The only thing more paralyzing than athletic injuries is the indescribable pain that comes along with them. For athletes, it’s all too easy to ask the doc to put his “John Hancock” on a prescription pad and continue with training. With Americans using 99 percent of the entire world’s supply of opioids, it’s no wonder that we are in the middle of an epidemic with overdose rates at an all-time high. In fact, the United States prescribes opioids at a rate of six times the rate of countries such as France and Portugal, and in 2015, overdose deaths in the United States clocked in at over 50,000. It is estimated that 91 people die of opioid overdose every day.
Eben Britton, a former NLF player for both the Jacksonville Jaguars and the Chicago Bears, is just one of the many all-star athletes coming forth to support cannabis’ crusade against opioids. As an anti-inflammatory, pain and anxiety alternative, cannabis is helping athletes recover faster and keep a positive outlook toward recovery. Furthermore, because of CBD and THC components, cannabis also has unique neurological healing properties, which aids in the recovery of many sports-related concussions.
Since injuries occur on the field often, many famous athletes have battled prescription addiction for years and unfortunately, some are still struggling. But how can cannabis become mainstream in a world where drugs, steroids and performance enhancements are strictly frowned upon? More and more athletes are opening up about their marijuana use and how it has helped them steer clear of addiction and get back in the game. Some however, were penalized while others have retired and are more open to speaking about their past and present usage. Ricky Williams, Michael Phelps, James Hunt, Tim Lincecum, Randy Moss, Kareem Abdul-Jabbar, Josh Gordon and Nick Diaz are just a few examples of those using cannabis and surprisingly, most of them have medical marijuana prescriptions to back them up.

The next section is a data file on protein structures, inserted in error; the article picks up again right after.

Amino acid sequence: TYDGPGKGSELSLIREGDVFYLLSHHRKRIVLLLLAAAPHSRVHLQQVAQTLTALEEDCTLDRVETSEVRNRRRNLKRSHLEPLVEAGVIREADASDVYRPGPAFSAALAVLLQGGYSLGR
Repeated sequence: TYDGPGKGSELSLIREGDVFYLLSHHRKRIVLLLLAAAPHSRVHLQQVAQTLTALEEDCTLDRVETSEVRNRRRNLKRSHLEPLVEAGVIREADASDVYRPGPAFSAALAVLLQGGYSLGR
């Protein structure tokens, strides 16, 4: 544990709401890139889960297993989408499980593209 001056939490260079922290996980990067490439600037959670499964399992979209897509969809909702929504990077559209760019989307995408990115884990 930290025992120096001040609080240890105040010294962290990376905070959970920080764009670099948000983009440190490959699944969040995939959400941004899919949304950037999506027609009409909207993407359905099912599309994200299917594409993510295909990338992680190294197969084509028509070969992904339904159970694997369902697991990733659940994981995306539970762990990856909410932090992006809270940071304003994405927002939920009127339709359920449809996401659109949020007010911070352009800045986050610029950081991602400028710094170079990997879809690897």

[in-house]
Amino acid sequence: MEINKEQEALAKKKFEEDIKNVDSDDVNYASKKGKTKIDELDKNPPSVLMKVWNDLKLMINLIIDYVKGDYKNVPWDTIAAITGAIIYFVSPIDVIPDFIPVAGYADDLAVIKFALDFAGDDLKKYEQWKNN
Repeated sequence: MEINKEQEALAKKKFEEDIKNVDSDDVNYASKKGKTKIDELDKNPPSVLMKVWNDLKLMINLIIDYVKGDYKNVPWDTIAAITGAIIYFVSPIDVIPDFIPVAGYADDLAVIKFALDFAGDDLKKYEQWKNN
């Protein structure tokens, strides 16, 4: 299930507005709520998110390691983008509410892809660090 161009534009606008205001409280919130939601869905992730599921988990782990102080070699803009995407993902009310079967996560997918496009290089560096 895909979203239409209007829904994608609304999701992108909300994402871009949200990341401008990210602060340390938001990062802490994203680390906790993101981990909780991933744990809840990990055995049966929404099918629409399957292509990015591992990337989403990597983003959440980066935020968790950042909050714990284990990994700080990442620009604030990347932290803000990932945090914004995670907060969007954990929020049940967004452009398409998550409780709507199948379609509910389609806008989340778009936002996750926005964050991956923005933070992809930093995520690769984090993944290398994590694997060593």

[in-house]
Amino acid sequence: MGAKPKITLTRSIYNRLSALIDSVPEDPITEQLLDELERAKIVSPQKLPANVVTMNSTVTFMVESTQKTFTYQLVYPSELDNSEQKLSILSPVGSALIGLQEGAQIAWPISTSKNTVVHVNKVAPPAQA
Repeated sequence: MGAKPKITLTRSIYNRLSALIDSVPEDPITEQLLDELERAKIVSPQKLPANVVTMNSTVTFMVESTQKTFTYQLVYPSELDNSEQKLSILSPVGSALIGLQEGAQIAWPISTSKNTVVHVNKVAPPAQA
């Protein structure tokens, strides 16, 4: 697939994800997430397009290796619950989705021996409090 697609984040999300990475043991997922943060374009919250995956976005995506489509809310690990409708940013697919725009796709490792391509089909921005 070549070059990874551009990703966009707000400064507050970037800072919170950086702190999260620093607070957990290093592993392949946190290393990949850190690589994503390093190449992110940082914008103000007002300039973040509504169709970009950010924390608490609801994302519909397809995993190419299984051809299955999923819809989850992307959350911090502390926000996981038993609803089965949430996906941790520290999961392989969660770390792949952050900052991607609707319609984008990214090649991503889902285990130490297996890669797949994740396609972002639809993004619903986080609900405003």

Cannabis is not just for contact sports either. Numerous athletes who run, ski, snowboard, do gymnastics or even do Pilates are all eager to try cannabis with their sport. Variables like endurance, emotion, perception and athletic ability are all being tested while under the influence. Since cannabis is an herb, how will officials view consumption? And in a state where it is recreationally legal, how can they or how will they be held accountable? We don’t have the answers to any of these questions, and of course, as always, more research is necessary. But one thing is for sure, as cannabis continues to become more mainstream and where more than a third of the country favors legalization for both recreational and medical use, it will be interesting to see how this plays out within the athletic industry.